“She was a dang hard worker, too,” Hancock says of Clark. “And when my family needed help, she did what she could.”
Hancock is a doting mother to two young girls. In 2018, her hours at the VA were cut around the same time her husband lost his job. When their 2001 SUV broke down, she was forced to take Ubers and Lyfts to work. The bills for the 45-minute commute from their home to the office were a strain on an already-taxed bank account. Soon, the family could no longer afford their rent.
“The landlord tried to work with us,” she says. “They went to court with us, she hugged me, and she was so, so sorry. But we just did not have the funds.”
The family of four struggled with homelessness for a year. During that time, Hancock and her husband both sold blood plasma while bouncing between shelters and searing summer days on the streets.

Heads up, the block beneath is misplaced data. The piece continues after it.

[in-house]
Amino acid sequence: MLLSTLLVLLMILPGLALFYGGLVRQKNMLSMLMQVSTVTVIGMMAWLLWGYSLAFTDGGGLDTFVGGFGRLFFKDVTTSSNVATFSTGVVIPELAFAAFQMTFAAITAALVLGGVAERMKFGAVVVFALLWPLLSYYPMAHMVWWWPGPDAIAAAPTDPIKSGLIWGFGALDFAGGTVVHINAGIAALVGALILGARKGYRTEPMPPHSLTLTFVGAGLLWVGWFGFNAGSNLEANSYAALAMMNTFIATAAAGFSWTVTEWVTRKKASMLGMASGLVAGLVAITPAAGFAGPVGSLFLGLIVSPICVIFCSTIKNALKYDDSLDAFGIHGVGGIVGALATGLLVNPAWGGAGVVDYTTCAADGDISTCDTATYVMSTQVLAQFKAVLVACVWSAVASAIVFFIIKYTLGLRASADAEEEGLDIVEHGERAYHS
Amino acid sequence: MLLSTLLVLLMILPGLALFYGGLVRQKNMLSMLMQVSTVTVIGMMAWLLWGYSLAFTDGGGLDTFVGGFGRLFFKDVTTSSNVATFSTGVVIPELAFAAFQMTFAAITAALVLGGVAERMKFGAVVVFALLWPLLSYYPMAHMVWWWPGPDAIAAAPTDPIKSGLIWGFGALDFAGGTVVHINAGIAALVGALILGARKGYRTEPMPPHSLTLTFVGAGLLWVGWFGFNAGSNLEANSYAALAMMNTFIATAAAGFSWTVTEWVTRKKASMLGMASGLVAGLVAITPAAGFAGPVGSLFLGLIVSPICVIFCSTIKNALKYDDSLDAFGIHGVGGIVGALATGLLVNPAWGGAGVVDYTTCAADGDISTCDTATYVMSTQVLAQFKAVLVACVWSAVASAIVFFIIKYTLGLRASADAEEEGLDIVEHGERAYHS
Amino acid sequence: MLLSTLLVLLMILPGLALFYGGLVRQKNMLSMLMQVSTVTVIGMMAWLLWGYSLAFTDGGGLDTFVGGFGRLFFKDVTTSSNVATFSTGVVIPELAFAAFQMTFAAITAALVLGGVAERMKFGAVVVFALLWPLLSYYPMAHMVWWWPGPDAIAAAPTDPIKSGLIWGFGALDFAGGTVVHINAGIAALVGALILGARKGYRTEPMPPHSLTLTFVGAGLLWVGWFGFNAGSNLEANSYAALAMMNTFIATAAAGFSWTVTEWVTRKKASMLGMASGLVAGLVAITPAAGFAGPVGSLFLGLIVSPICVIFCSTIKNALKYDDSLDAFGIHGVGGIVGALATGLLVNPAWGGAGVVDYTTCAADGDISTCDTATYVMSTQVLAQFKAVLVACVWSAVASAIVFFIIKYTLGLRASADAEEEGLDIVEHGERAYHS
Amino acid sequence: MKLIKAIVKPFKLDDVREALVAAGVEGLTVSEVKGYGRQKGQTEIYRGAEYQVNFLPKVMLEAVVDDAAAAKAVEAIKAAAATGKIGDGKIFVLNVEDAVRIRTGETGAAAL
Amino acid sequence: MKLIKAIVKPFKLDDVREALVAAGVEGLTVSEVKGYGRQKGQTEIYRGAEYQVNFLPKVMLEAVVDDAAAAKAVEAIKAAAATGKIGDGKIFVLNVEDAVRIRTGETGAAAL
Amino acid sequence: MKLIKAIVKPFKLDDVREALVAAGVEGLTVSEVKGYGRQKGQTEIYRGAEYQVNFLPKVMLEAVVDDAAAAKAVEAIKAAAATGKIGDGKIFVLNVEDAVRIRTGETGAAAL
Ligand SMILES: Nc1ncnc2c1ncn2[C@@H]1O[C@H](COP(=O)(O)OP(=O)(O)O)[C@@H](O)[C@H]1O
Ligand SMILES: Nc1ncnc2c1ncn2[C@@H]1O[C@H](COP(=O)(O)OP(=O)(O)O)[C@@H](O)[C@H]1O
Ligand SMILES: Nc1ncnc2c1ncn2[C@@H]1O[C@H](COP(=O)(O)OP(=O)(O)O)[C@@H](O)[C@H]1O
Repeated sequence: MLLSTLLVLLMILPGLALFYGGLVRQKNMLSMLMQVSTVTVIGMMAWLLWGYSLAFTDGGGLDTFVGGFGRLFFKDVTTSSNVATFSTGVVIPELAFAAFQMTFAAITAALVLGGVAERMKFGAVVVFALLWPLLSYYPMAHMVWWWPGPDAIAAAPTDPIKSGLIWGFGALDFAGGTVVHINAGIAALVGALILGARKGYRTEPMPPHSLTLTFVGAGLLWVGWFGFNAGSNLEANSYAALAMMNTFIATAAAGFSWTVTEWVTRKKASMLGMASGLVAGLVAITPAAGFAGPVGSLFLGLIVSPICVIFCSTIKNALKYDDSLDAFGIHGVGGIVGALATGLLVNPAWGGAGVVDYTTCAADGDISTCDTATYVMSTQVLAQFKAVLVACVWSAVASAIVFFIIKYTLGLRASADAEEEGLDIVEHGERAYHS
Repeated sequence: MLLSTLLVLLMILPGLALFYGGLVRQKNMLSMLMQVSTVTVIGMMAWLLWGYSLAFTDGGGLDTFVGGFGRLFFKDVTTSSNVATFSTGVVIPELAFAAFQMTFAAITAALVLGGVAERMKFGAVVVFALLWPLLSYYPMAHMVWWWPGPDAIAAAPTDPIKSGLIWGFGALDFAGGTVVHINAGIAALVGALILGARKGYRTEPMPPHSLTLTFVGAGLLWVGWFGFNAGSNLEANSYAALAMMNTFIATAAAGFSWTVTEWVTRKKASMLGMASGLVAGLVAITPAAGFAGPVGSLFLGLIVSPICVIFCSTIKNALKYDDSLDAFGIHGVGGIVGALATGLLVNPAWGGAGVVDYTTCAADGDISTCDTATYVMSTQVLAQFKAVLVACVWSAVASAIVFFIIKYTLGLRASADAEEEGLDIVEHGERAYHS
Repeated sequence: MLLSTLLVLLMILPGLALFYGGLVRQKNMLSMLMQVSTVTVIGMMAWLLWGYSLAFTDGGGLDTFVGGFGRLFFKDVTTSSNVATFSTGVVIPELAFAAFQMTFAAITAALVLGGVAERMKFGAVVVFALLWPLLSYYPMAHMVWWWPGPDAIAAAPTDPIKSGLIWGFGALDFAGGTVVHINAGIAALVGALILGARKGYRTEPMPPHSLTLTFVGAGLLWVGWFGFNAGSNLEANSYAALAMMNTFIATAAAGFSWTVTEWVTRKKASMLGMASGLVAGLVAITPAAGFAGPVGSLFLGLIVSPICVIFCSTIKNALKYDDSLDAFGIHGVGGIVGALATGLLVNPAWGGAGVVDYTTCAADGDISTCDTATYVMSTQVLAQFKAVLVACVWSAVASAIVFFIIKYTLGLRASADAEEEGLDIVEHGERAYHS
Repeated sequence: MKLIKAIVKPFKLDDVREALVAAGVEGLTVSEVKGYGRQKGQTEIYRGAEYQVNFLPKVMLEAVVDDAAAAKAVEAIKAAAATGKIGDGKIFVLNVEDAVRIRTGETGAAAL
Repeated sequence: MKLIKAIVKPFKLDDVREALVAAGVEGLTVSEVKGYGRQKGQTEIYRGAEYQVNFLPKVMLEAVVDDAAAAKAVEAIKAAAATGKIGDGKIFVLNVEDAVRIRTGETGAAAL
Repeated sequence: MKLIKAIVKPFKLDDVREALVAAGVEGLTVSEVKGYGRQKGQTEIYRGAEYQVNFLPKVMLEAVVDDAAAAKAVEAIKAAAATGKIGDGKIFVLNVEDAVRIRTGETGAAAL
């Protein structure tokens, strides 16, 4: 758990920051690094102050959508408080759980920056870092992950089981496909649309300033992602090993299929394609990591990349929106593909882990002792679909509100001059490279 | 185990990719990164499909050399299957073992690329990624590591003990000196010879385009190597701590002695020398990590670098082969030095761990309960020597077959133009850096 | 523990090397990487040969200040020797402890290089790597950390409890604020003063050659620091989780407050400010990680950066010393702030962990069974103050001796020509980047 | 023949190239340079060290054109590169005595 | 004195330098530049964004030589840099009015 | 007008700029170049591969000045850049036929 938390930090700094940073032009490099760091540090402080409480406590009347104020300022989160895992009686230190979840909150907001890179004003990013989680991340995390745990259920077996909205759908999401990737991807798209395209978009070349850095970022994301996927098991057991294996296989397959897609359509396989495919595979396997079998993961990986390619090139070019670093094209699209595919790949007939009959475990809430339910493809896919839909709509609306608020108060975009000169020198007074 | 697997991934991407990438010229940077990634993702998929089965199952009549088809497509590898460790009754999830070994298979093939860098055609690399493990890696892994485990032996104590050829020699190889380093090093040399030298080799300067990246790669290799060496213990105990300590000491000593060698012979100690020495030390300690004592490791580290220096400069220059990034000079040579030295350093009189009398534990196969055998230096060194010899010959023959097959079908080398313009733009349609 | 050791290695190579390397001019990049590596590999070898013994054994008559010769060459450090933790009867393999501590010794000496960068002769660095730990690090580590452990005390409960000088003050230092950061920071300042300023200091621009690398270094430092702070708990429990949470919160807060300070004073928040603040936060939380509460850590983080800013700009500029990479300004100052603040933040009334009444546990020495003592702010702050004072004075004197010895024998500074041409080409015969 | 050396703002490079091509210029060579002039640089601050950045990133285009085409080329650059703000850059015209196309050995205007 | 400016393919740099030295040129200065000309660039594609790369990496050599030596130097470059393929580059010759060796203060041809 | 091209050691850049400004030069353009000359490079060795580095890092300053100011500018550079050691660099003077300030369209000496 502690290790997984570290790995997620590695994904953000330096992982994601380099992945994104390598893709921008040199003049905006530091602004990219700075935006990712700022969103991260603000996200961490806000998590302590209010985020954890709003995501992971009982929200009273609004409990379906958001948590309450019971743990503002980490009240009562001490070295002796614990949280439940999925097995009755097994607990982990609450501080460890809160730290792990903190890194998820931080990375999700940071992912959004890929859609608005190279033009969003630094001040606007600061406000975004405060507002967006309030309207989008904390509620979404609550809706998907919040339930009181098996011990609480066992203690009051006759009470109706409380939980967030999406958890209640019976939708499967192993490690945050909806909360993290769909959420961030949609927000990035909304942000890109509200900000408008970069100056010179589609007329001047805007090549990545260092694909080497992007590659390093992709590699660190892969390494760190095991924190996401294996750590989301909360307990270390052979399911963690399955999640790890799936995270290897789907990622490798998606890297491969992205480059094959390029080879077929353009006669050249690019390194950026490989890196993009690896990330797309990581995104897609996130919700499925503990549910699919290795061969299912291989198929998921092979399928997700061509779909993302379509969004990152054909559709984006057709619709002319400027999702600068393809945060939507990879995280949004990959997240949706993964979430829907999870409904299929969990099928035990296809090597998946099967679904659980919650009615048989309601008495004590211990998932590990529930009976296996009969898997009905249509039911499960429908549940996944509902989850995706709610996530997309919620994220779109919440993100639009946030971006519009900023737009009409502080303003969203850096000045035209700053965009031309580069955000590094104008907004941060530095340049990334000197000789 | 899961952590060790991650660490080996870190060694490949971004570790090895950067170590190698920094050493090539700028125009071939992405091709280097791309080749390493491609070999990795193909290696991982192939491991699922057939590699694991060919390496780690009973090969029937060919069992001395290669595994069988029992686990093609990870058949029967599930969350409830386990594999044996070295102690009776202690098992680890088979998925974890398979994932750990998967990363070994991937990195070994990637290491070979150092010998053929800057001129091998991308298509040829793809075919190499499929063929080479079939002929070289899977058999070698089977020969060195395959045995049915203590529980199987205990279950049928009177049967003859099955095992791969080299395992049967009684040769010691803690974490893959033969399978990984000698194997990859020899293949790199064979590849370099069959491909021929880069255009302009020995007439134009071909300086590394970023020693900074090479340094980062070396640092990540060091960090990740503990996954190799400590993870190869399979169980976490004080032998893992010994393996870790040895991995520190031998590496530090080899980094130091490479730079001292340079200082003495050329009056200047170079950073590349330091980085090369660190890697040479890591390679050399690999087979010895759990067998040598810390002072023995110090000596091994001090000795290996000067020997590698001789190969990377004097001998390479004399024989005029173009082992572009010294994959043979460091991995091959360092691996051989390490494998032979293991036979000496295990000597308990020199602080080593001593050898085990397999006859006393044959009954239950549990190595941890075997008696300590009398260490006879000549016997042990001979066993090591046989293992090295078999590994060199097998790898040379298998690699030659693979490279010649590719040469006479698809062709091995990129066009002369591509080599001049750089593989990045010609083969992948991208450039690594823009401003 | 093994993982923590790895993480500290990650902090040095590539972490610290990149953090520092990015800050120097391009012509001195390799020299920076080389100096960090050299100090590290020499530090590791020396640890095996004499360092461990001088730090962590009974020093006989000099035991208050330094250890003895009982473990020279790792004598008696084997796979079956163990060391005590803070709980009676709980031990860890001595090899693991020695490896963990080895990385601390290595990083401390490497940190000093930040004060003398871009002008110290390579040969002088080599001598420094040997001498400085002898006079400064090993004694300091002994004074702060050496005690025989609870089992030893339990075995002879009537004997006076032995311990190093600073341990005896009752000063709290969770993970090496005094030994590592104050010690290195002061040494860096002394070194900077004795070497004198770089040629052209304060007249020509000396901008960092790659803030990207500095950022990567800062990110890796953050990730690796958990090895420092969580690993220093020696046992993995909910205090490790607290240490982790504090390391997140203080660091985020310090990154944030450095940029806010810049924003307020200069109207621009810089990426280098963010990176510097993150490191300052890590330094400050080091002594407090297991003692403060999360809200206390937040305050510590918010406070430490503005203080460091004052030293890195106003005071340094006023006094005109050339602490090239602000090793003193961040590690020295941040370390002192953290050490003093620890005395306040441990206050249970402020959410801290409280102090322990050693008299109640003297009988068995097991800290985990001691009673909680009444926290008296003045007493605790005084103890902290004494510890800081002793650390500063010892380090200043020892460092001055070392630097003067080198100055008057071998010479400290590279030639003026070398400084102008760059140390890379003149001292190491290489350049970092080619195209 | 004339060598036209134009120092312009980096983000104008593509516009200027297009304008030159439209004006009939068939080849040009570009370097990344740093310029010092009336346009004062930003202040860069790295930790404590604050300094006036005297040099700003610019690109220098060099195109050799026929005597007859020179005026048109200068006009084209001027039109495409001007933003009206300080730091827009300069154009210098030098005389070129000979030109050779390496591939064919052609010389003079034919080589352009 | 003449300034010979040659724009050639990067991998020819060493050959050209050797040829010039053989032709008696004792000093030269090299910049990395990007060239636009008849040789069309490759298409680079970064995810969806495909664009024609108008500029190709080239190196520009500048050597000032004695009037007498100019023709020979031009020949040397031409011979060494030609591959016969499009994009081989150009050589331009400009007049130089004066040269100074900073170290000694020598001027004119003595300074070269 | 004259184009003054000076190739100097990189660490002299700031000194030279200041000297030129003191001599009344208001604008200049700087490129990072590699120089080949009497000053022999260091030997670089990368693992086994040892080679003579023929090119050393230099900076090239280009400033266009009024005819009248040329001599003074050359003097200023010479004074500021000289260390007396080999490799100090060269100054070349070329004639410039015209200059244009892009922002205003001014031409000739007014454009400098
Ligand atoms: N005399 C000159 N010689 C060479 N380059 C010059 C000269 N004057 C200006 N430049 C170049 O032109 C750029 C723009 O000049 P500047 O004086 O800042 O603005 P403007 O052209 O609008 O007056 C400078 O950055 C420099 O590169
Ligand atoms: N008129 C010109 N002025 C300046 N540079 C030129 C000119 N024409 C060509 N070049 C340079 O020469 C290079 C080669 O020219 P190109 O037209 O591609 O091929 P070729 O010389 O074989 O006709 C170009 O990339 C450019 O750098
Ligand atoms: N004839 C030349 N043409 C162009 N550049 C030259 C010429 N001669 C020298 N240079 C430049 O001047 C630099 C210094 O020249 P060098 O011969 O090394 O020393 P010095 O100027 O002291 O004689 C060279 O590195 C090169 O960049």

“My sister helped us get the car fixed,” she says, “so, for a while, that’s where we lived. But sleeping in your car in the summer is ridiculous. It’s horrible. We wouldn’t have gotten by if it weren’t for the kindness of people.”
Employees at a public library in Arlington let the family shower before the girls’ school day. When the school found out about their homelessness, staff gave the family food vouchers. According to Hancock, they only found out because a rep from Child Protective Services came to the campus; Hancock’s own family called the agency to report her and her husband.
“Most people, including my family, said, ‘You have a husband. Why are you homeless?’ They didn’t let us stay with them, either.”